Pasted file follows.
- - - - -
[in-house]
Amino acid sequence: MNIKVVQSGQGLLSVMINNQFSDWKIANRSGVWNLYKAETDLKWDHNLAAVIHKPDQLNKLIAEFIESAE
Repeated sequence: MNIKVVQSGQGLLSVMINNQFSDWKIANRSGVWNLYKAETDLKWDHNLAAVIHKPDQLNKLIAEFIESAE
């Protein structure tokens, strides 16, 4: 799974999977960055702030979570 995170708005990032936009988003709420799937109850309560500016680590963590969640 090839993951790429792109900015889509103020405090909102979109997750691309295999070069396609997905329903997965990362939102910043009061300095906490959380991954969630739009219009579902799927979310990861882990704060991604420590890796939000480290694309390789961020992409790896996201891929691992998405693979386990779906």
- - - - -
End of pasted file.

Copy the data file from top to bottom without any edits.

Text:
[in-house]
Amino acid sequence: MNIKVVQSGQGLLSVMINNQFSDWKIANRSGVWNLYKAETDLKWDHNLAAVIHKPDQLNKLIAEFIESAE
Repeated sequence: MNIKVVQSGQGLLSVMINNQFSDWKIANRSGVWNLYKAETDLKWDHNLAAVIHKPDQLNKLIAEFIESAE
């Protein structure tokens, strides 16, 4: 799974999977960055702030979570 995170708005990032936009988003709420799937109850309560500016680590963590969640 090839993951790429792109900015889509103020405090909102979109997750691309295999070069396609997905329903997965990362939102910043009061300095906490959380991954969630739009219009579902799927979310990861882990704060991604420590890796939000480290694309390789961020992409790896996201891929691992998405693979386990779906």